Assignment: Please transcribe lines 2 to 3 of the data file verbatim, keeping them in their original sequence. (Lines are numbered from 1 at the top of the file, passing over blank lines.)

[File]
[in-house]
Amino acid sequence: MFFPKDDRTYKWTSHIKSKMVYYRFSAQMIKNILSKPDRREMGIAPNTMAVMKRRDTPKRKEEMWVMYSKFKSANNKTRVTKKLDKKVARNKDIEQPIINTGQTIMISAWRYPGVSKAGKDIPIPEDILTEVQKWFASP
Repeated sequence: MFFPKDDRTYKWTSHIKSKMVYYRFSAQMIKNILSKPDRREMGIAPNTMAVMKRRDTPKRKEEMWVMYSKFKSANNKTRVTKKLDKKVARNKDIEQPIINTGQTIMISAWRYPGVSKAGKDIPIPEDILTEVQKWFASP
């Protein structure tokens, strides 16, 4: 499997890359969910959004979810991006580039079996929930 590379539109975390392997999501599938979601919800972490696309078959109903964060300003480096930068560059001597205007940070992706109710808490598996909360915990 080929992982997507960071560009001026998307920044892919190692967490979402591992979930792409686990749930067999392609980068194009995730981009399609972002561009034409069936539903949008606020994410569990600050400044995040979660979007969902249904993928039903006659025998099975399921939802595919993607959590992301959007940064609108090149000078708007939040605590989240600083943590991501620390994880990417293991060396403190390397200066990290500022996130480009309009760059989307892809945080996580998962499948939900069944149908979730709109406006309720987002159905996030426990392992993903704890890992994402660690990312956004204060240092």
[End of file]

Amino acid sequence: MFFPKDDRTYKWTSHIKSKMVYYRFSAQMIKNILSKPDRREMGIAPNTMAVMKRRDTPKRKEEMWVMYSKFKSANNKTRVTKKLDKKVARNKDIEQPIINTGQTIMISAWRYPGVSKAGKDIPIPEDILTEVQKWFASP
Repeated sequence: MFFPKDDRTYKWTSHIKSKMVYYRFSAQMIKNILSKPDRREMGIAPNTMAVMKRRDTPKRKEEMWVMYSKFKSANNKTRVTKKLDKKVARNKDIEQPIINTGQTIMISAWRYPGVSKAGKDIPIPEDILTEVQKWFASP